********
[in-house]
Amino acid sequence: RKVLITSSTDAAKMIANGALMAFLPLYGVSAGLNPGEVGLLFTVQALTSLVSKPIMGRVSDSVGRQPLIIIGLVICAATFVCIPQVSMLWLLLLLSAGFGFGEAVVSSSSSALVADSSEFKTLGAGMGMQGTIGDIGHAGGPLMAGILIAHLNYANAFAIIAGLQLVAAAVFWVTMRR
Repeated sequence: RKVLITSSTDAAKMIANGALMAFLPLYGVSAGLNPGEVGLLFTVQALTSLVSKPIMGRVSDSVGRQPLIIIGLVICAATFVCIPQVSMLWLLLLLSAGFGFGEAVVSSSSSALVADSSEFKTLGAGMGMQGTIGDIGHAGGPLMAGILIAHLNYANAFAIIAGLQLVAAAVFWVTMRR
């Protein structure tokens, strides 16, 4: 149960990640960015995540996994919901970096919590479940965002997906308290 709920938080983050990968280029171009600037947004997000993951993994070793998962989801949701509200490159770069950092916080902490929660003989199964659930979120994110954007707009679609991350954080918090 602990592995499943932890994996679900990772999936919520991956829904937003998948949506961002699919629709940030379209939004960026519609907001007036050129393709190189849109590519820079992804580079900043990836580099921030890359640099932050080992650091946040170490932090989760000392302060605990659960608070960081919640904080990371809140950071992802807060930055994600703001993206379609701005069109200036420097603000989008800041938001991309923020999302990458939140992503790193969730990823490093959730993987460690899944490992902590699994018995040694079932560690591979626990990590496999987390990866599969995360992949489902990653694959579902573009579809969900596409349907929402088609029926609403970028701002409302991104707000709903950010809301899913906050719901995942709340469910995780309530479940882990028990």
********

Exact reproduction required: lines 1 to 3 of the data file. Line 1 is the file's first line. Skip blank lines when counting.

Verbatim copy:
[in-house]
Amino acid sequence: RKVLITSSTDAAKMIANGALMAFLPLYGVSAGLNPGEVGLLFTVQALTSLVSKPIMGRVSDSVGRQPLIIIGLVICAATFVCIPQVSMLWLLLLLSAGFGFGEAVVSSSSSALVADSSEFKTLGAGMGMQGTIGDIGHAGGPLMAGILIAHLNYANAFAIIAGLQLVAAAVFWVTMRR
Repeated sequence: RKVLITSSTDAAKMIANGALMAFLPLYGVSAGLNPGEVGLLFTVQALTSLVSKPIMGRVSDSVGRQPLIIIGLVICAATFVCIPQVSMLWLLLLLSAGFGFGEAVVSSSSSALVADSSEFKTLGAGMGMQGTIGDIGHAGGPLMAGILIAHLNYANAFAIIAGLQLVAAAVFWVTMRR